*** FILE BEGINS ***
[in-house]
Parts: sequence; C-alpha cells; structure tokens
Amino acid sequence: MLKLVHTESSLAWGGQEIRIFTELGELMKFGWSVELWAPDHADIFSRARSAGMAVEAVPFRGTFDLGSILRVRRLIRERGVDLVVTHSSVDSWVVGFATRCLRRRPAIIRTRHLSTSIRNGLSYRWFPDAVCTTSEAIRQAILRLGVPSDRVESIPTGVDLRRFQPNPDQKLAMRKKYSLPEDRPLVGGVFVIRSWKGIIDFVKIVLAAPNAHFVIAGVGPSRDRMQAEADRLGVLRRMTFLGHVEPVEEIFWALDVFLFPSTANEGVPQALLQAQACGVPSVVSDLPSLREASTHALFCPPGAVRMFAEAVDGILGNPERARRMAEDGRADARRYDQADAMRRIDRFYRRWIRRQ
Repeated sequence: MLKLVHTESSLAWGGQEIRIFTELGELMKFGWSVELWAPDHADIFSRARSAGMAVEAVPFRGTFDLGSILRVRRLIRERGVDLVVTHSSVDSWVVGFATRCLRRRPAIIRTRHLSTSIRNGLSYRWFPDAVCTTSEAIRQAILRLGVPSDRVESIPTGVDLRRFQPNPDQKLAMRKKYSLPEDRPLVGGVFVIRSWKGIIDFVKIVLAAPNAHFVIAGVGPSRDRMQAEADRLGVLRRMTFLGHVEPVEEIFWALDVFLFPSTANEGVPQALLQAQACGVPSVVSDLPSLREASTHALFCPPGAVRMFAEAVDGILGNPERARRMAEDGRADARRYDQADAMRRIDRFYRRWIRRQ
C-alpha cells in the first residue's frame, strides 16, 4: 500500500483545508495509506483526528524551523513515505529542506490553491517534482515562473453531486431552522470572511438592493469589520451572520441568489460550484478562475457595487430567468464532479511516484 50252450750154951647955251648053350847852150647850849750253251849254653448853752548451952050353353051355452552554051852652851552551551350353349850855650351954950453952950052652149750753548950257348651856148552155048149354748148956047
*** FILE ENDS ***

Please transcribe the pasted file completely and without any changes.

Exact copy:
[in-house]
Parts: sequence; C-alpha cells; structure tokens
Amino acid sequence: MLKLVHTESSLAWGGQEIRIFTELGELMKFGWSVELWAPDHADIFSRARSAGMAVEAVPFRGTFDLGSILRVRRLIRERGVDLVVTHSSVDSWVVGFATRCLRRRPAIIRTRHLSTSIRNGLSYRWFPDAVCTTSEAIRQAILRLGVPSDRVESIPTGVDLRRFQPNPDQKLAMRKKYSLPEDRPLVGGVFVIRSWKGIIDFVKIVLAAPNAHFVIAGVGPSRDRMQAEADRLGVLRRMTFLGHVEPVEEIFWALDVFLFPSTANEGVPQALLQAQACGVPSVVSDLPSLREASTHALFCPPGAVRMFAEAVDGILGNPERARRMAEDGRADARRYDQADAMRRIDRFYRRWIRRQ
Repeated sequence: MLKLVHTESSLAWGGQEIRIFTELGELMKFGWSVELWAPDHADIFSRARSAGMAVEAVPFRGTFDLGSILRVRRLIRERGVDLVVTHSSVDSWVVGFATRCLRRRPAIIRTRHLSTSIRNGLSYRWFPDAVCTTSEAIRQAILRLGVPSDRVESIPTGVDLRRFQPNPDQKLAMRKKYSLPEDRPLVGGVFVIRSWKGIIDFVKIVLAAPNAHFVIAGVGPSRDRMQAEADRLGVLRRMTFLGHVEPVEEIFWALDVFLFPSTANEGVPQALLQAQACGVPSVVSDLPSLREASTHALFCPPGAVRMFAEAVDGILGNPERARRMAEDGRADARRYDQADAMRRIDRFYRRWIRRQ
C-alpha cells in the first residue's frame, strides 16, 4: 500500500483545508495509506483526528524551523513515505529542506490553491517534482515562473453531486431552522470572511438592493469589520451572520441568489460550484478562475457595487430567468464532479511516484 50252450750154951647955251648053350847852150647850849750253251849254653448853752548451952050353353051355452552554051852652851552551551350353349850855650351954950453952950052652149750753548950257348651856148552155048149354748148956047